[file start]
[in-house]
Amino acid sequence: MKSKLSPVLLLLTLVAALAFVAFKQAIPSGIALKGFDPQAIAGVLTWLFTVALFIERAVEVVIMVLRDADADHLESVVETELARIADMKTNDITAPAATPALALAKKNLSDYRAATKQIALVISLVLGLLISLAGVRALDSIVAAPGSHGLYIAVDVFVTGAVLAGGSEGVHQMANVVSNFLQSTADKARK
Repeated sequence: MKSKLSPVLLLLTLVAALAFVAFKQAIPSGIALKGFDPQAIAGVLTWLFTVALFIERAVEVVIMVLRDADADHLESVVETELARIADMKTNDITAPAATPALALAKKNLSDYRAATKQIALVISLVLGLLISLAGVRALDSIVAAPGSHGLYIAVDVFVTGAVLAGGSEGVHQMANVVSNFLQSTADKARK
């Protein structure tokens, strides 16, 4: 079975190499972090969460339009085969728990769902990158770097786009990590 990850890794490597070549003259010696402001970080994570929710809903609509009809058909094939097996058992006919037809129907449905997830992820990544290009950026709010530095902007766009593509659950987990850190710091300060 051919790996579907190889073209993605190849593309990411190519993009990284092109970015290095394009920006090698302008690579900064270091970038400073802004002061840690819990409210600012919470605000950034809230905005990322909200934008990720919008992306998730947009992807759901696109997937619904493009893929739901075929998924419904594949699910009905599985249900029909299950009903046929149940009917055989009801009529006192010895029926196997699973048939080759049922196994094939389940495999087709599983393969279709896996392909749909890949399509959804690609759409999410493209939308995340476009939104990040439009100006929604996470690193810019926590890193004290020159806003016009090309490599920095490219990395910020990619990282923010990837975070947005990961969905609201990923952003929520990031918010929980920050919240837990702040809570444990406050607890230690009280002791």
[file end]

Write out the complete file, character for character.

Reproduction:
[in-house]
Amino acid sequence: MKSKLSPVLLLLTLVAALAFVAFKQAIPSGIALKGFDPQAIAGVLTWLFTVALFIERAVEVVIMVLRDADADHLESVVETELARIADMKTNDITAPAATPALALAKKNLSDYRAATKQIALVISLVLGLLISLAGVRALDSIVAAPGSHGLYIAVDVFVTGAVLAGGSEGVHQMANVVSNFLQSTADKARK
Repeated sequence: MKSKLSPVLLLLTLVAALAFVAFKQAIPSGIALKGFDPQAIAGVLTWLFTVALFIERAVEVVIMVLRDADADHLESVVETELARIADMKTNDITAPAATPALALAKKNLSDYRAATKQIALVISLVLGLLISLAGVRALDSIVAAPGSHGLYIAVDVFVTGAVLAGGSEGVHQMANVVSNFLQSTADKARK
């Protein structure tokens, strides 16, 4: 079975190499972090969460339009085969728990769902990158770097786009990590 990850890794490597070549003259010696402001970080994570929710809903609509009809058909094939097996058992006919037809129907449905997830992820990544290009950026709010530095902007766009593509659950987990850190710091300060 051919790996579907190889073209993605190849593309990411190519993009990284092109970015290095394009920006090698302008690579900064270091970038400073802004002061840690819990409210600012919470605000950034809230905005990322909200934008990720919008992306998730947009992807759901696109997937619904493009893929739901075929998924419904594949699910009905599985249900029909299950009903046929149940009917055989009801009529006192010895029926196997699973048939080759049922196994094939389940495999087709599983393969279709896996392909749909890949399509959804690609759409999410493209939308995340476009939104990040439009100006929604996470690193810019926590890193004290020159806003016009090309490599920095490219990395910020990619990282923010990837975070947005990961969905609201990923952003929520990031918010929980920050919240837990702040809570444990406050607890230690009280002791």